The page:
Friday, September 19, 2014
Inquirer Daily News

How the "God Particle" is not like God and Where Mass Comes From.

It sounds very anti-intuitive to say a particle gives mass to other particles. It's almost like saying God created the universe, which begs the question of what created God. If you need some outside entitiy to give you mass, when what gives the Higgs its mass?

How the "God Particle" is not like God and Where Mass Comes From.

 To cheers and standing ovations, scientists at the world´s biggest atom smasher claimed the discovery of a new subatomic particle Wednesday July 4, 2012, calling it "consistent" with the long-sought Higgs boson — popularly known as the "God particle" — that helps explain what gives all matter in the universe size and shape. (AP Photo/CERN)
To cheers and standing ovations, scientists at the world's biggest atom smasher claimed the discovery of a new subatomic particle Wednesday July 4, 2012, calling it "consistent" with the long-sought Higgs boson — popularly known as the "God particle" — that helps explain what gives all matter in the universe size and shape. (AP Photo/CERN)

Hi. Higgs here. Whether I won my bet or not, I’m happy for the physicists, even if the Higgs particle has acquired has the most annoying nickname ever to be given to a scientific idea. Every time I hear the term “God Particle” I bring up a hairball.

It's just plain pompous, whether one believes in God or not. It's also not descriptive or helpful.

And it's confusing. When people say the Higgs particle gives other particles their masses, it suggests that particles need some outside entity to give them mass. So what, then, gives the Higgs its mass? The situation is quite analogous to the proposition that God created everything in the universe, which implies that things can't exist without a creator and then begs the question of who or what created God.

Despite their inability to shake the odious "God Particle" label, physicists don't really think of the Higgs this way.

More coverage
 
More in Health: The challenge of treating irritable bowel
 
More in Health: Grilling tip - don't eat the wire brush

Here’s the result of some research we did with our local physicists:

The Higgs is named after the English physicist Peter Higgs, who proposed a theory in 1964 to explain a mystery: why the constituents of matter have mass but the light particle, or photon, is massless. Scientists had gotten used to the idea that electric and magnetic fields could pervade space, and Higgs proposed another field, bearing his name, through which particles could acquire mass.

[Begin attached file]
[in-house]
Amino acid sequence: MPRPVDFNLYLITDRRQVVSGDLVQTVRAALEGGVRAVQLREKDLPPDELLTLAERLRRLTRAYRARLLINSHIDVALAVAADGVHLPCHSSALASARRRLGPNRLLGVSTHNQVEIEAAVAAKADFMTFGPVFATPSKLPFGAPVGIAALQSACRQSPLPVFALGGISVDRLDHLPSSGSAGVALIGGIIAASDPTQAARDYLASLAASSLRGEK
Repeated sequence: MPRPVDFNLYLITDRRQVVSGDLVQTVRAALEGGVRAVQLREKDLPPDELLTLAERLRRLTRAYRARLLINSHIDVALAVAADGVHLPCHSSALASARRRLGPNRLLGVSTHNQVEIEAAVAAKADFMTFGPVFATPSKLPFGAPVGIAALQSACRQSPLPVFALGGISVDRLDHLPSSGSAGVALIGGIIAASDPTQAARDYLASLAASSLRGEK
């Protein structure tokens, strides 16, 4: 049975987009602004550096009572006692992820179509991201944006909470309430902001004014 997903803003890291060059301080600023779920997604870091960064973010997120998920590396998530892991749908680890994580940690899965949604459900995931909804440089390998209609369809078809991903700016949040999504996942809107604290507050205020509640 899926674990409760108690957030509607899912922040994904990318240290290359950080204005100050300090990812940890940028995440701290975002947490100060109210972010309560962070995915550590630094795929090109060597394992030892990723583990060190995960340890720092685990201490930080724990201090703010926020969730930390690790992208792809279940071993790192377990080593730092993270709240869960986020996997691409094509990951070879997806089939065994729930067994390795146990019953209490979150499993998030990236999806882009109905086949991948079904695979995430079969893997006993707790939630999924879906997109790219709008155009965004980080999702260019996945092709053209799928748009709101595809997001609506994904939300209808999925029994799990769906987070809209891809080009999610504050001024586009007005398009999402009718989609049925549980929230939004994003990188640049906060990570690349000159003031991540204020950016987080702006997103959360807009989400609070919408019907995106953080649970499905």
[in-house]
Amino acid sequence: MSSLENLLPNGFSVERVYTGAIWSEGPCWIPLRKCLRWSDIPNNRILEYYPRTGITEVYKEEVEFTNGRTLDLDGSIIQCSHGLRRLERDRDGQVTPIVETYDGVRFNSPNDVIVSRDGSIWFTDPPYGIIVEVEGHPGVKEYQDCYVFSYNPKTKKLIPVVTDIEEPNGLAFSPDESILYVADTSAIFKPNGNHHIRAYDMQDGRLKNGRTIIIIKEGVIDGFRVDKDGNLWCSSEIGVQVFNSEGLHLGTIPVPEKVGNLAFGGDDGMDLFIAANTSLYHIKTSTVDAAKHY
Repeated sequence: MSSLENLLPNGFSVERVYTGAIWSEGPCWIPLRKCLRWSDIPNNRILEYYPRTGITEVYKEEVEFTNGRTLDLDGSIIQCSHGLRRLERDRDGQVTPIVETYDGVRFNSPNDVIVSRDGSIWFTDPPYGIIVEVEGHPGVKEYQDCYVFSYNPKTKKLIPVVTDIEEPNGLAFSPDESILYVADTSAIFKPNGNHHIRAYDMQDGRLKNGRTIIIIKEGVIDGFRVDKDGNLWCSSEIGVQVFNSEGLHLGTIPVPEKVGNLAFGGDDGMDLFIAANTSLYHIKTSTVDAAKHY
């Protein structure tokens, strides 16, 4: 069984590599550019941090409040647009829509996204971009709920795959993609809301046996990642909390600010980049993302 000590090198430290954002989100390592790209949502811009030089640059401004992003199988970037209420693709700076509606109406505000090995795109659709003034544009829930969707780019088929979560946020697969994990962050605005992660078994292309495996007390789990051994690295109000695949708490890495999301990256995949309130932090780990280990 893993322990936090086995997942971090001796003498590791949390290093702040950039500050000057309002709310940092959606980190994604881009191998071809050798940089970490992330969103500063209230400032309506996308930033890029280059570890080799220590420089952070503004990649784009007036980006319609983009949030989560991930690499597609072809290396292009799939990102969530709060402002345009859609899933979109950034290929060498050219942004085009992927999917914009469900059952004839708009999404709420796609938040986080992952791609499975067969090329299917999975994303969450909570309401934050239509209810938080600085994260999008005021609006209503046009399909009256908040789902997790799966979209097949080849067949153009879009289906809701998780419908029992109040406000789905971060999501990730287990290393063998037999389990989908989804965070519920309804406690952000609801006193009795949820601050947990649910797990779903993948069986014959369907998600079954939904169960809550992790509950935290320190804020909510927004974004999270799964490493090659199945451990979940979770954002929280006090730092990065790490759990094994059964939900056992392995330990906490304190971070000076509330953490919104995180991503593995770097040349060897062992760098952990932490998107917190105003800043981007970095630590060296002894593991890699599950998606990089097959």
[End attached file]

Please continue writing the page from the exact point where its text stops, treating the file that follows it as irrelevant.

Physicists say Higgs particles can be thought of as waves or ripples in the Higgs field. The particle is the manifestation of the Higgs theory that's potentially testable.

In the 1970s, the Higgs field was incorporated into a Nobel-winning theory that united electromagnetism with one of the forces involved in nuclear reactions. Now the Higgs idea is woven into the so-called Standard Model, which describes the constituents of matter and the forces that act on them.

So there you go. What they’re seeing is the testable prediction of Dr. Higgs’ idea. The particle doesn't magically bestow mass on other particles. All the particles, including the Higgs, are being weighted down by the Higgs field. By the way, this idea was independently formulated by a few other scientists so there may be a big catfight around Nobel time. Still, the physicists all deserve a treat. Thanks for letting me express my views. – Higgs.

About this blog
Faye Flam - writer
In pursuit of her stories, writer Faye Flam has weathered storms in Greenland, gotten frost nip at the South Pole, and floated weightless aboard NASA’s zero-g plane. She has a degree in geophysics from the California Institute of Technology and started her writing career with the Economist. She later took on the particle physics and cosmology beat at Science Magazine before coming to the Inquirer in 1995. Her previous science column, “Carnal Knowledge,” ran from 2005 to 2008. Her new column and blog, Planet of the Apes, explores the topic of evolution and runs here and in the Inquirer’s health section each Monday. Email Faye at fflam@phillynews.com. Reach Planet of the at fflam@phillynews.com.

Planet of the Apes
Latest Health Videos
Also on Philly.com:
Stay Connected